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A die is thrown and the number is noted. Then the die is thrown again repeatedly until a number at least as high as the number obtained on the first throw is thrown. Find the mean number of times the die is thrown, including the first throw.

mean_number_of_throws_calculation

The answer is $3.45$, but I am getting $2.53$.

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  • $\begingroup$ You seem to be trying to calculate something, but it is not entirely clear what your numbers below are trying to calculate. It almost looks like the number you calculated is the expected amount of points you get if you roll the die two times and get $7-k$ points if your first roll was $k$ and your second roll was greater than or equal to $k$. This calculation has almost nothing to do with the problem asked however where you roll the die repeatedly until getting a number at least as large as the first you rolled. $\endgroup$ – JMoravitz Nov 7 '17 at 22:18
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    $\begingroup$ Lets look at a single part of the larger problem. If your first roll is a $4$, how many rolls on average will it take to roll a number at least as large as a $4$ again? Think using a hypergeometric distribution. $\endgroup$ – JMoravitz Nov 7 '17 at 22:19
  • $\begingroup$ So am I going about this completely wrong? This question was in the conditional probability section of my book so I was trying to base it off that. $\endgroup$ – Bey Nov 7 '17 at 22:27
  • $\begingroup$ @JMoravitz do you mean the geometric distribution? The hypergeometric distribution describes the distribution of successes in a number of draws without replacement. $\endgroup$ – Theoretical Economist Nov 7 '17 at 22:27
  • $\begingroup$ @TheoreticalEconomist ah, yes indeed I did mean the geometric distribution. @ Lil B, yes it is tangentially related to conditional probability, but more specifically it has to do with conditional expected value, $E[X\mid Y]$, and being able to break down the calculations for that. $\endgroup$ – JMoravitz Nov 7 '17 at 22:29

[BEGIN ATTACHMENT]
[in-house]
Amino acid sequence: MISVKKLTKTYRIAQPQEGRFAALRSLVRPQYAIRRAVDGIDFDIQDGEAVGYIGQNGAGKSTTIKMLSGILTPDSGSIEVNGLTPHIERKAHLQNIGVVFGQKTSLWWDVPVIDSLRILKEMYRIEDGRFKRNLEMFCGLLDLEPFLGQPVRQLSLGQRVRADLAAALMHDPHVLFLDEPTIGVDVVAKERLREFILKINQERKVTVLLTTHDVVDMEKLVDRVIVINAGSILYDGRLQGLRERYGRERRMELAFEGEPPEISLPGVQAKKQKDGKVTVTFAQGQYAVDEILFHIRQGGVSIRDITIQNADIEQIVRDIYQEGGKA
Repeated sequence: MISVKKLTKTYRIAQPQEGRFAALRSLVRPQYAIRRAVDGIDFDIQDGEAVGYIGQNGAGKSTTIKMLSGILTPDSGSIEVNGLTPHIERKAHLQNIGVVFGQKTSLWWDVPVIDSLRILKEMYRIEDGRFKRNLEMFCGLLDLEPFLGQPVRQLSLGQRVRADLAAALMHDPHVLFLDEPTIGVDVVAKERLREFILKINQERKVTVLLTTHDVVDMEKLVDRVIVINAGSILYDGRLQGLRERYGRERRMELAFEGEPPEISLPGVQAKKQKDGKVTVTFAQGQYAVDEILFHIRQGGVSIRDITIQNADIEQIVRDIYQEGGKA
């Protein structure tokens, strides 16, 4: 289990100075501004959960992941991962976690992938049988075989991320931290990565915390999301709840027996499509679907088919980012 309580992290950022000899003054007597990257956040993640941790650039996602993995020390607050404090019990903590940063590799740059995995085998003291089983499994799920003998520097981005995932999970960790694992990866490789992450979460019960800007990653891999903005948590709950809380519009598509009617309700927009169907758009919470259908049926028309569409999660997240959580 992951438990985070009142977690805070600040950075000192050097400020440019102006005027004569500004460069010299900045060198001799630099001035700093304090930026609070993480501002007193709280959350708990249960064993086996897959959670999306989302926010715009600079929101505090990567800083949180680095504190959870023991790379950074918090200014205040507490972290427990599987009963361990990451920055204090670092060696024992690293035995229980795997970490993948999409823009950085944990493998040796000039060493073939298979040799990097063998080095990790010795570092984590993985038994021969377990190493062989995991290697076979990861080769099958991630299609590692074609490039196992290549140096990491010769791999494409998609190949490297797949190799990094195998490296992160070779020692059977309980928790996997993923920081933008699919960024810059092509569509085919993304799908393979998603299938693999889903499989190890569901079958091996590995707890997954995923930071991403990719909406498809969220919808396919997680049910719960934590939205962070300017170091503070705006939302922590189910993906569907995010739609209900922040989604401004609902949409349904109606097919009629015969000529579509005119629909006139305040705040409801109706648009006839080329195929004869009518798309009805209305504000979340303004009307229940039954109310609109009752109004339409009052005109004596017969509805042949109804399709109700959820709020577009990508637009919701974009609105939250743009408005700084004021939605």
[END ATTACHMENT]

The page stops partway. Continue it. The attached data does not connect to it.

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If your first roll was a $4$ then for each roll thereafter there is a $\frac{3}{6}$ chance to roll a number at least a large as a $4$ again. Looking at this specific case, the expected number of rolls until doing so would be $\frac{6}{3}=2$.

In general, if you have chance $p$ for success, it will take on average $\frac{1}{p}$ many independent attempts to get your first success.

Noting that having rolled a four as your first roll only accounts for $\frac{1}{6}$ of the time and calculating the rest of the related probabilities and finally accounting for the initial roll we get the final answer.

$1+\frac{1}{6}(\frac{6}{1}+\frac{6}{2}+\frac{6}{3}+\frac{6}{4}+\frac{6}{5}+\frac{6}{6})=3.45$ The $1$ comes from the initial roll, the $\frac{1}{6}$ comes from the chance to be in each respective case, and each $\frac{6}{k}$ comes from the expected number of rolls until rolling a $7-k$ or greater.

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    $\begingroup$ The phrase "each $\frac{6}{k}$ comes from the expected number of rolls until rolling a $k$ or greater" is somewhat misleading since $\frac{6}{k}$ is the expected number of rolls until rolling a $7 - k$ or greater. $\endgroup$ – N. F. Taussig Nov 8 '17 at 10:20

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